Comment by Marcus Smith on October 1, 2019

      It says that Pres Wilson was the First to travel overseas while in office. This may be misleading, as Teddy Roosevelt traveled to Panama in 1909 during canal construction.

      While he didn’t cross an ocean, “overseas” is commonly understood to mean outside the country, especially if it involves water travel.

      consider replacing “overseas” with “to Europe” or “outside the western hemisphere” or “across an ocean”

      Comment by Shawn Foster on October 4, 2019

      “be” should be inserted between “a” and “fatal” in the following sentence: “Although much of the equipment still needed to make the transatlantic passage, the physical presence of the army proved to a fatal blow to German war plans.”

      Comment by Christopher Shelley on November 12, 2019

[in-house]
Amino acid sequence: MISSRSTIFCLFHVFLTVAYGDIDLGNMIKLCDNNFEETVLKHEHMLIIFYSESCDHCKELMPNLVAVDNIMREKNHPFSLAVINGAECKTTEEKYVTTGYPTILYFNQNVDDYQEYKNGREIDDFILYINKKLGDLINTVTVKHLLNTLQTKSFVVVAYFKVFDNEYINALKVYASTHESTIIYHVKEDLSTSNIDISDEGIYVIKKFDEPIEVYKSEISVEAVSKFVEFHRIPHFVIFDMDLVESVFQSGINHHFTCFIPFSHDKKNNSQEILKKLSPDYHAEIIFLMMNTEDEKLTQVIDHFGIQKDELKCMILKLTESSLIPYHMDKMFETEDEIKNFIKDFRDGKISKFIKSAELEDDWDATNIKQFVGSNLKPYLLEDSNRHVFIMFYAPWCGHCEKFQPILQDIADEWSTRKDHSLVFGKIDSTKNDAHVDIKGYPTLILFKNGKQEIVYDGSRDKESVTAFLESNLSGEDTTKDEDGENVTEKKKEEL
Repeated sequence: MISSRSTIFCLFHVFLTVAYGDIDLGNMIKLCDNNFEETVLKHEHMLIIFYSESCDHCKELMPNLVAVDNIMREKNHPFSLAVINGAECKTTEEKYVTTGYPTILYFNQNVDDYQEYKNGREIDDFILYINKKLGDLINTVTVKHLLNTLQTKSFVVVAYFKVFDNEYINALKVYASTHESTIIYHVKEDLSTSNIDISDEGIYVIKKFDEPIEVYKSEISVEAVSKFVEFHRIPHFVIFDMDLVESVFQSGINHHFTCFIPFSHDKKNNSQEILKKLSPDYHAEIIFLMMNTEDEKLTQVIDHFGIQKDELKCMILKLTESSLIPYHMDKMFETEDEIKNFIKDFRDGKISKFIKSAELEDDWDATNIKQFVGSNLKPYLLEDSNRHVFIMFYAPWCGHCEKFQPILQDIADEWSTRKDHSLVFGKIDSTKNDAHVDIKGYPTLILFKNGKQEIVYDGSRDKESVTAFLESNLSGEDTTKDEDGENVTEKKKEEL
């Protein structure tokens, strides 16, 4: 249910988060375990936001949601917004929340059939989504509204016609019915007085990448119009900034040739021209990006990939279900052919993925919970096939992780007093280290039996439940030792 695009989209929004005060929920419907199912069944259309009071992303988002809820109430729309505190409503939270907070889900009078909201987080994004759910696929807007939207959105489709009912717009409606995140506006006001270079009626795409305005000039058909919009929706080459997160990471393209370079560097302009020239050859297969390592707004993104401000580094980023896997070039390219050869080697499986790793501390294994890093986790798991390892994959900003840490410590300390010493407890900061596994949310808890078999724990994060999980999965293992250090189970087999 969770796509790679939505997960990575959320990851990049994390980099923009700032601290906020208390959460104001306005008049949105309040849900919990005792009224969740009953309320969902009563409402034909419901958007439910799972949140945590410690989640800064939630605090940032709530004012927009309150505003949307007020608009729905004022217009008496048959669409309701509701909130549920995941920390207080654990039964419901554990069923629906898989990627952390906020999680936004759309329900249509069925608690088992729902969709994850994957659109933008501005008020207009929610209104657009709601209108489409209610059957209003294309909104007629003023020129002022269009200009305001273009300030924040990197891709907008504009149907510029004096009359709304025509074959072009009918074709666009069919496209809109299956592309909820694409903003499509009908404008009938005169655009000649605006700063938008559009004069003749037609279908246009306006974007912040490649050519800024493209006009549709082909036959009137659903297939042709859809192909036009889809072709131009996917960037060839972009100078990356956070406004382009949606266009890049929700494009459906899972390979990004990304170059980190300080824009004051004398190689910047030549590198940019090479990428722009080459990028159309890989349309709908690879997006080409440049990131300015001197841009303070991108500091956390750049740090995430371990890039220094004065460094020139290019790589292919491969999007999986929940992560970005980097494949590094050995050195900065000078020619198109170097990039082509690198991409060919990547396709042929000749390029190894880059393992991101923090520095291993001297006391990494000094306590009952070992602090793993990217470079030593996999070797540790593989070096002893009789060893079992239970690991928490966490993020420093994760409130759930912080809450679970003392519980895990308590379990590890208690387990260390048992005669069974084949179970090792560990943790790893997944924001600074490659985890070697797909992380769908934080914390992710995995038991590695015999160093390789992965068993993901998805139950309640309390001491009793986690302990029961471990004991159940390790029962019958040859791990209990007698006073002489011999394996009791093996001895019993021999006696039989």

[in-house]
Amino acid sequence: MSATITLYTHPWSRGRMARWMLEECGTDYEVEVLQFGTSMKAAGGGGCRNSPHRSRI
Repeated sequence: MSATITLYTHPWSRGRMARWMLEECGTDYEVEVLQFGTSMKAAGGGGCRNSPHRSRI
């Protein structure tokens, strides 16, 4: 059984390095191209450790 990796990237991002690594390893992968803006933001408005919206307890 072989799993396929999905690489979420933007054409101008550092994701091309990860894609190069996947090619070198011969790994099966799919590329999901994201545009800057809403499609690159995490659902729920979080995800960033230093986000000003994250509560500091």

There needs to be a section in this or the next chapter on the Red Scare. It astounds me that there is no mention at all of Abrams v. United States (1919), and the great dissent of Justice Oliver Wendell Holmes, Jr.

      Comment by Paul Wallig on December 13, 2019

      [The army and navy chose to appoint them instead, which left the status of professional medical women hovering somewhere between the enlisted and officer ranks.]

      Appoint them to what? The sentence is unclear.

      Comment by Paul Wallig on December 13, 2019

       Lodge’s opponents successfully blocked America’s entry into the League of Nations,


      I think you want to say “Lodge’s opposition”

      Comment by Alex O. Boulton on March 3, 2020